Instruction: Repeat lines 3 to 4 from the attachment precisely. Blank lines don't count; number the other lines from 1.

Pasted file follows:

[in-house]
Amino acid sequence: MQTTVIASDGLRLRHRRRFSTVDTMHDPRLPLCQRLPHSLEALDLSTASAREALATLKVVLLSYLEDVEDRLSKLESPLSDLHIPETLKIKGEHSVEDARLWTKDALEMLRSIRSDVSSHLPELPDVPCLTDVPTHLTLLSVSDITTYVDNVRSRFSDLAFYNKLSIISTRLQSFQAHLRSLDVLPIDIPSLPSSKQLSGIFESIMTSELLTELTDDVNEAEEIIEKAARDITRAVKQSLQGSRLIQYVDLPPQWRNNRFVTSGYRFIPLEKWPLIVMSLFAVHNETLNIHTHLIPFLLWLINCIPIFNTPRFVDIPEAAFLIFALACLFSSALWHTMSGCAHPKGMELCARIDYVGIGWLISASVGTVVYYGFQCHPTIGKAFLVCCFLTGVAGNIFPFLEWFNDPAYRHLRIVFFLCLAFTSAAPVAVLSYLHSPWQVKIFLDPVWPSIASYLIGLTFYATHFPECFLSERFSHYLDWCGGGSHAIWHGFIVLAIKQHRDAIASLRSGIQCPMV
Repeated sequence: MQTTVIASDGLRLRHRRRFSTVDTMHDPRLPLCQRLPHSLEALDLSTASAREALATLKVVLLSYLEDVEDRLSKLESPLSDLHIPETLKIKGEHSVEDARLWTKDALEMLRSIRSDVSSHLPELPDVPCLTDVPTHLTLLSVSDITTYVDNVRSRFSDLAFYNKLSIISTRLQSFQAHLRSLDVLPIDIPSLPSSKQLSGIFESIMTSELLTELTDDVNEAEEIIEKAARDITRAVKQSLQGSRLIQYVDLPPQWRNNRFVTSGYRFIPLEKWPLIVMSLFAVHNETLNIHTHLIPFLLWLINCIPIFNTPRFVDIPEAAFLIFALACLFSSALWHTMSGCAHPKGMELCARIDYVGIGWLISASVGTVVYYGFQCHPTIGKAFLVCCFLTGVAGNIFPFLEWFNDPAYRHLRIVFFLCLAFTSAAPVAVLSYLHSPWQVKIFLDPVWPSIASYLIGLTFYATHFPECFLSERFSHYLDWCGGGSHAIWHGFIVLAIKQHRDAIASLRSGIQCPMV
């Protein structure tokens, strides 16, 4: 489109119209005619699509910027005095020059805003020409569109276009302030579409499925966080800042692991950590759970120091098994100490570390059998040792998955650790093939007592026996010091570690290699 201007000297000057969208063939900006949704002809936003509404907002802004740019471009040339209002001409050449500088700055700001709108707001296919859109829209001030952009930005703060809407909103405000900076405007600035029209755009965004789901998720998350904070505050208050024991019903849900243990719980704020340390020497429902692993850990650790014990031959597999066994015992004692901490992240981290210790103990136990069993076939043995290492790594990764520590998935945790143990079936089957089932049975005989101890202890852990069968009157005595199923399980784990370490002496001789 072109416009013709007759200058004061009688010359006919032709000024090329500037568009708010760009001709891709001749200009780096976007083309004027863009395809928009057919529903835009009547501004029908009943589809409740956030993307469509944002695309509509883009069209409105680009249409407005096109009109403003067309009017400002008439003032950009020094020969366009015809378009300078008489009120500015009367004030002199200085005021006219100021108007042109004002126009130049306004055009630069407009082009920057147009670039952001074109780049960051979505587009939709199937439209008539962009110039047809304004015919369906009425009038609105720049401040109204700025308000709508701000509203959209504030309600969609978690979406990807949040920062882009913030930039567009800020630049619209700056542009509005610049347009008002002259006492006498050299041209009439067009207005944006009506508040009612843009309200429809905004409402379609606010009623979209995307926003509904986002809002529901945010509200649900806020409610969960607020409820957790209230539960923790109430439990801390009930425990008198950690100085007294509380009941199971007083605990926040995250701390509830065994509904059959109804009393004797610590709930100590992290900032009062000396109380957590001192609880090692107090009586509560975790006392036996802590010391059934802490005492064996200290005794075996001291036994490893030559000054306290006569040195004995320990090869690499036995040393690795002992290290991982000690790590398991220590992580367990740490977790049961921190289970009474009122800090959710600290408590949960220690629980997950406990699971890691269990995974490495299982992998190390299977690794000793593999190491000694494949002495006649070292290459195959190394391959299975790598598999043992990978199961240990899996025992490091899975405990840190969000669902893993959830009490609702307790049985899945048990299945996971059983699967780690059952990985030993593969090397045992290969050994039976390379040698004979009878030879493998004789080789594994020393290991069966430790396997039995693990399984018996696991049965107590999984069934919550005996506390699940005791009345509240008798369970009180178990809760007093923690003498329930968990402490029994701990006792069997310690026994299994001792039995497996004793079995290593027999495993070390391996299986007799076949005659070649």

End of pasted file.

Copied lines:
Repeated sequence: MQTTVIASDGLRLRHRRRFSTVDTMHDPRLPLCQRLPHSLEALDLSTASAREALATLKVVLLSYLEDVEDRLSKLESPLSDLHIPETLKIKGEHSVEDARLWTKDALEMLRSIRSDVSSHLPELPDVPCLTDVPTHLTLLSVSDITTYVDNVRSRFSDLAFYNKLSIISTRLQSFQAHLRSLDVLPIDIPSLPSSKQLSGIFESIMTSELLTELTDDVNEAEEIIEKAARDITRAVKQSLQGSRLIQYVDLPPQWRNNRFVTSGYRFIPLEKWPLIVMSLFAVHNETLNIHTHLIPFLLWLINCIPIFNTPRFVDIPEAAFLIFALACLFSSALWHTMSGCAHPKGMELCARIDYVGIGWLISASVGTVVYYGFQCHPTIGKAFLVCCFLTGVAGNIFPFLEWFNDPAYRHLRIVFFLCLAFTSAAPVAVLSYLHSPWQVKIFLDPVWPSIASYLIGLTFYATHFPECFLSERFSHYLDWCGGGSHAIWHGFIVLAIKQHRDAIASLRSGIQCPMV
């Protein structure tokens, strides 16, 4: 489109119209005619699509910027005095020059805003020409569109276009302030579409499925966080800042692991950590759970120091098994100490570390059998040792998955650790093939007592026996010091570690290699 201007000297000057969208063939900006949704002809936003509404907002802004740019471009040339209002001409050449500088700055700001709108707001296919859109829209001030952009930005703060809407909103405000900076405007600035029209755009965004789901998720998350904070505050208050024991019903849900243990719980704020340390020497429902692993850990650790014990031959597999066994015992004692901490992240981290210790103990136990069993076939043995290492790594990764520590998935945790143990079936089957089932049975005989101890202890852990069968009157005595199923399980784990370490002496001789 072109416009013709007759200058004061009688010359006919032709000024090329500037568009708010760009001709891709001749200009780096976007083309004027863009395809928009057919529903835009009547501004029908009943589809409740956030993307469509944002695309509509883009069209409105680009249409407005096109009109403003067309009017400002008439003032950009020094020969366009015809378009300078008489009120500015009367004030002199200085005021006219100021108007042109004002126009130049306004055009630069407009082009920057147009670039952001074109780049960051979505587009939709199937439209008539962009110039047809304004015919369906009425009038609105720049401040109204700025308000709508701000509203959209504030309600969609978690979406990807949040920062882009913030930039567009800020630049619209700056542009509005610049347009008002002259006492006498050299041209009439067009207005944006009506508040009612843009309200429809905004409402379609606010009623979209995307926003509904986002809002529901945010509200649900806020409610969960607020409820957790209230539960923790109430439990801390009930425990008198950690100085007294509380009941199971007083605990926040995250701390509830065994509904059959109804009393004797610590709930100590992290900032009062000396109380957590001192609880090692107090009586509560975790006392036996802590010391059934802490005492064996200290005794075996001291036994490893030559000054306290006569040195004995320990090869690499036995040393690795002992290290991982000690790590398991220590992580367990740490977790049961921190289970009474009122800090959710600290408590949960220690629980997950406990699971890691269990995974490495299982992998190390299977690794000793593999190491000694494949002495006649070292290459195959190394391959299975790598598999043992990978199961240990899996025992490091899975405990840190969000669902893993959830009490609702307790049985899945048990299945996971059983699967780690059952990985030993593969090397045992290969050994039976390379040698004979009878030879493998004789080789594994020393290991069966430790396997039995693990399984018996696991049965107590999984069934919550005996506390699940005791009345509240008798369970009180178990809760007093923690003498329930968990402490029994701990006792069997310690026994299994001792039995497996004793079995290593027999495993070390391996299986007799076949005659070649």